Sue Killam was predeceased by her parents, by her husband of 65 years, Radcliffe, by her sister, Pauline Spivey Muth of Dallas, Texas, by her daughter, Terry Killam Wilbur, and by her nephew, Charles Foster Muth. She is survived by her daughters Adrian Kathleen Killam and Tracy Killam DiLeo, both of Austin, Texas, by her son, David Winfield Killam, of Laredo, Texas, her grandsons Radcliffe Killam II (Christina Trevino Killam) and David Winfield Killam, Jr., both of Laredo, Texas, Nicholas Killam DiLeo of Dallas, Texas, Joseph Michael Killam DiLeo of Los Angeles, California, by her great-grandson, Oliver Winfield Killam II, by her nephews John Phillip Muth (Julie Underriner) of Dripping Springs, Texas, Robert Lindsay Muth (Ellen Boyd) of Dallas, Texas, and by her nephew and nieces John Radcliffe Hurd (Joannie Buzzini), Sara Smith Hurd, Victoria Louise Hurd Goebel (Stephen), all of San Antonio, Texas, Patricia Laura Hurd McGregor (John R.) of Dallas, Texas, and their families.

The family will always be grateful for the loving care provided to Mrs. Killam by Dr. Ricardo Cigarroa and the Cigarroa family, by her wonderful caregivers, Grace Castillo, Mirtha Mendoza, Debbie Gonzales, Marisol Ceniceros, Nurses on Wheels and others, and by everyone else whose help and support enabled her to stay in her home until the end of her long and wonderful life, with especial thanks to Elia York, Sister Rosemary Welsh and Susie and Aurelio Villarreal.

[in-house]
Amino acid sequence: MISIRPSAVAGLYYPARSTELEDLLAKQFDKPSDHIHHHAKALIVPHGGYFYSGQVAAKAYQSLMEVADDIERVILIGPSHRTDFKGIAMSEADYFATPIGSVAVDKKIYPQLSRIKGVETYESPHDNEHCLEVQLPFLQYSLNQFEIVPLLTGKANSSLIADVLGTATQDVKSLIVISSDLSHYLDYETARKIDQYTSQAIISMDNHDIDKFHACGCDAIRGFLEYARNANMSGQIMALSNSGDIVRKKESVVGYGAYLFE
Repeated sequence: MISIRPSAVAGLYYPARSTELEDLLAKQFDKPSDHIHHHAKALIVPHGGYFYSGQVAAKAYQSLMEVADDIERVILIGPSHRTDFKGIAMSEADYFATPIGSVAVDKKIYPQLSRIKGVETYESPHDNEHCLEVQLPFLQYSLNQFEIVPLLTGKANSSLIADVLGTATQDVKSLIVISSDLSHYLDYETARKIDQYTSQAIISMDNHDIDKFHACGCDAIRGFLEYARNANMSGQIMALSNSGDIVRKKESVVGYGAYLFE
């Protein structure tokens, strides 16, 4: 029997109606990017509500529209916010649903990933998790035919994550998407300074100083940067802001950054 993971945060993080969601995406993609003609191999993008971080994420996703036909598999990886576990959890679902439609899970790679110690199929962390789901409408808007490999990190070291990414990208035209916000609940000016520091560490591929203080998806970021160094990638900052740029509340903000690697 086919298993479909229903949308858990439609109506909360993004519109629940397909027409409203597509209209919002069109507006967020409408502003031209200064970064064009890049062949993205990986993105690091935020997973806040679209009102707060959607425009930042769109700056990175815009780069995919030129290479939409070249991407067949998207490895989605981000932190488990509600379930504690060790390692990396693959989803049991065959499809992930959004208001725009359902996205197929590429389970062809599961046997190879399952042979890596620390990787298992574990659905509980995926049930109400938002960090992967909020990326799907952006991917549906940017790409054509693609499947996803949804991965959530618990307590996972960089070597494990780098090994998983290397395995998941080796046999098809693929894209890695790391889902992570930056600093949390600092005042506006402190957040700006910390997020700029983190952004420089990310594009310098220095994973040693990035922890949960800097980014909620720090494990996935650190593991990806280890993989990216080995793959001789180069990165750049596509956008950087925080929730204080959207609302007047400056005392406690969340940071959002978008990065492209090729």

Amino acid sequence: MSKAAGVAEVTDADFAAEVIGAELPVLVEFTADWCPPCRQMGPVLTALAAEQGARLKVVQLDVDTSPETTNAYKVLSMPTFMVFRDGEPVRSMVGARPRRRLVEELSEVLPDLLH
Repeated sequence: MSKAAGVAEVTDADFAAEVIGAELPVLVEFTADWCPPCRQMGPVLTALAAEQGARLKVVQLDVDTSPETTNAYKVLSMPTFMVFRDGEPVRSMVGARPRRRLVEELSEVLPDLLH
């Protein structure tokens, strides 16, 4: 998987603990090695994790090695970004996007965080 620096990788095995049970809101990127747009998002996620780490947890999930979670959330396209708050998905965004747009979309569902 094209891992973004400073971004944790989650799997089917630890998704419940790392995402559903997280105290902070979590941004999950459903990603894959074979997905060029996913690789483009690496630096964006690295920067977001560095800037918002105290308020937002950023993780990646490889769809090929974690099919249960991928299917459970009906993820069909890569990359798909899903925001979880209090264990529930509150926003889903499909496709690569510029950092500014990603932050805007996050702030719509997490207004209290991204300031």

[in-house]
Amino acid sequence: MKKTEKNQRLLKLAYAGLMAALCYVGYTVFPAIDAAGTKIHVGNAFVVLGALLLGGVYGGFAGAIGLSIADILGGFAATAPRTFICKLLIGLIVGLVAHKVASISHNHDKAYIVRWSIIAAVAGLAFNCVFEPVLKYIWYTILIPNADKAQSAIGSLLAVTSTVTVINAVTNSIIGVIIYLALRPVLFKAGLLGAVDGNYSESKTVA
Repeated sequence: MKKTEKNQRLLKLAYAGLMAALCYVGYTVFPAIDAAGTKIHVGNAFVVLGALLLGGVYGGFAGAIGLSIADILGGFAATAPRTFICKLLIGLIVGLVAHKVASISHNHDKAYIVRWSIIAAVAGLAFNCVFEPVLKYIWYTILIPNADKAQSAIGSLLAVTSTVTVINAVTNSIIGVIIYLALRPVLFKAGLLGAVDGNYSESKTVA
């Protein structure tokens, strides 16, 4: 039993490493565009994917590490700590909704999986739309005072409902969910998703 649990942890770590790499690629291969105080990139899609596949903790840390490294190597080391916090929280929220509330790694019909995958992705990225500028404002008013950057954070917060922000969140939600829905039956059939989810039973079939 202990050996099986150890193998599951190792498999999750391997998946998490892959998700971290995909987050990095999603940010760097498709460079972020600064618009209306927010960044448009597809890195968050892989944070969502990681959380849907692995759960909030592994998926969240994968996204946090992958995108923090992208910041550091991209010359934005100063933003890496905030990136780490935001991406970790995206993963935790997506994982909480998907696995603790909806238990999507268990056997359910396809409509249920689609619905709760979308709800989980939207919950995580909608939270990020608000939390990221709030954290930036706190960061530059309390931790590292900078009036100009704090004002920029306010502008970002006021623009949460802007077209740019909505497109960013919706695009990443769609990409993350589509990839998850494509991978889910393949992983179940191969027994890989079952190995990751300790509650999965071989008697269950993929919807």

A memorial service will be held at the Killam Offices, 4320 University Boulevard, at 2:00 PM on Saturday, December 07, 2019.

In lieu of flowers, donations may be made to the Mercy Ministries of Laredo (956-744-5312, Sister Rosemary) or to the Sue Killam Memorial Scholarship Fund at Texas A&M International University, at or TAMIU KL260, 5201 University Blvd., Laredo, TX 78041.

You may express your condolences, share your favorite memories, and sign the guestbook online at:

Arrangements have been entrusted to the care and direction of the funeral service professionals at Joe Jackson North Funeral Chapel & Cremation Services, 1410 Jacaman Road, Laredo, Texas 78041; (956)722-8850.

To order memorial trees or send flowers to the family in memory of Sue Killam, please visit our flower store.

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Saturday, December 7, 2019

Starts at 2:00pm (Central time)